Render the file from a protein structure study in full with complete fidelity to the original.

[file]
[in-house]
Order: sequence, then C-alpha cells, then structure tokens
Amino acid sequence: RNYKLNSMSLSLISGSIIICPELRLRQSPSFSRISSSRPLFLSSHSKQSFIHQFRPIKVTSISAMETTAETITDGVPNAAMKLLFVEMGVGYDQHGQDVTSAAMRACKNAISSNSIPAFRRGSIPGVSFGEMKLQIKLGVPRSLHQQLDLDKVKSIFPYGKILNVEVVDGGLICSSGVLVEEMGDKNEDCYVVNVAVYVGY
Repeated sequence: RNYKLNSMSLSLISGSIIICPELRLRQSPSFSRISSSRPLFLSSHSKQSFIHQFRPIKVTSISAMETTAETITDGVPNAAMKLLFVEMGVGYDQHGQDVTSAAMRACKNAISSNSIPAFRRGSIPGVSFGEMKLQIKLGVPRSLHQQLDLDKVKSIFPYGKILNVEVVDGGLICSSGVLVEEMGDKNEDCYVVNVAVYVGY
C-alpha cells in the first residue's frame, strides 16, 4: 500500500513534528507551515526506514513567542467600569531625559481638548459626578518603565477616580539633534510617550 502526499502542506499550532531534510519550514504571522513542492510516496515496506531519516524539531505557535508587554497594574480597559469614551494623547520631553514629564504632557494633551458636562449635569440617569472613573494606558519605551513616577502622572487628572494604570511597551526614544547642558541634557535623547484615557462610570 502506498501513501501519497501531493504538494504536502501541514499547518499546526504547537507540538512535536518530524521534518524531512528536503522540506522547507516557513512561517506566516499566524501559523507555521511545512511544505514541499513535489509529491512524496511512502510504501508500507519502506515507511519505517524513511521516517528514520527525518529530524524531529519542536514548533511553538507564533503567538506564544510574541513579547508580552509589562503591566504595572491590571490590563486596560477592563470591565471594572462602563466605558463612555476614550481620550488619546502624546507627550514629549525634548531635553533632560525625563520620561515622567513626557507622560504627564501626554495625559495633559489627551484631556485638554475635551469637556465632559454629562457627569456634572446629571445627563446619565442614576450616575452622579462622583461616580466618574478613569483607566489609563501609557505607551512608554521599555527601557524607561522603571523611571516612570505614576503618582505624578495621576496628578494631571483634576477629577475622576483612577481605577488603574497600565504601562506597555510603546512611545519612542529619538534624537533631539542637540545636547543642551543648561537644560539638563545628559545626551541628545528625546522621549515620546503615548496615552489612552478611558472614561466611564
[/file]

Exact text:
[in-house]
Order: sequence, then C-alpha cells, then structure tokens
Amino acid sequence: RNYKLNSMSLSLISGSIIICPELRLRQSPSFSRISSSRPLFLSSHSKQSFIHQFRPIKVTSISAMETTAETITDGVPNAAMKLLFVEMGVGYDQHGQDVTSAAMRACKNAISSNSIPAFRRGSIPGVSFGEMKLQIKLGVPRSLHQQLDLDKVKSIFPYGKILNVEVVDGGLICSSGVLVEEMGDKNEDCYVVNVAVYVGY
Repeated sequence: RNYKLNSMSLSLISGSIIICPELRLRQSPSFSRISSSRPLFLSSHSKQSFIHQFRPIKVTSISAMETTAETITDGVPNAAMKLLFVEMGVGYDQHGQDVTSAAMRACKNAISSNSIPAFRRGSIPGVSFGEMKLQIKLGVPRSLHQQLDLDKVKSIFPYGKILNVEVVDGGLICSSGVLVEEMGDKNEDCYVVNVAVYVGY
C-alpha cells in the first residue's frame, strides 16, 4: 500500500513534528507551515526506514513567542467600569531625559481638548459626578518603565477616580539633534510617550 502526499502542506499550532531534510519550514504571522513542492510516496515496506531519516524539531505557535508587554497594574480597559469614551494623547520631553514629564504632557494633551458636562449635569440617569472613573494606558519605551513616577502622572487628572494604570511597551526614544547642558541634557535623547484615557462610570 502506498501513501501519497501531493504538494504536502501541514499547518499546526504547537507540538512535536518530524521534518524531512528536503522540506522547507516557513512561517506566516499566524501559523507555521511545512511544505514541499513535489509529491512524496511512502510504501508500507519502506515507511519505517524513511521516517528514520527525518529530524524531529519542536514548533511553538507564533503567538506564544510574541513579547508580552509589562503591566504595572491590571490590563486596560477592563470591565471594572462602563466605558463612555476614550481620550488619546502624546507627550514629549525634548531635553533632560525625563520620561515622567513626557507622560504627564501626554495625559495633559489627551484631556485638554475635551469637556465632559454629562457627569456634572446629571445627563446619565442614576450616575452622579462622583461616580466618574478613569483607566489609563501609557505607551512608554521599555527601557524607561522603571523611571516612570505614576503618582505624578495621576496628578494631571483634576477629577475622576483612577481605577488603574497600565504601562506597555510603546512611545519612542529619538534624537533631539542637540545636547543642551543648561537644560539638563545628559545626551541628545528625546522621549515620546503615548496615552489612552478611558472614561466611564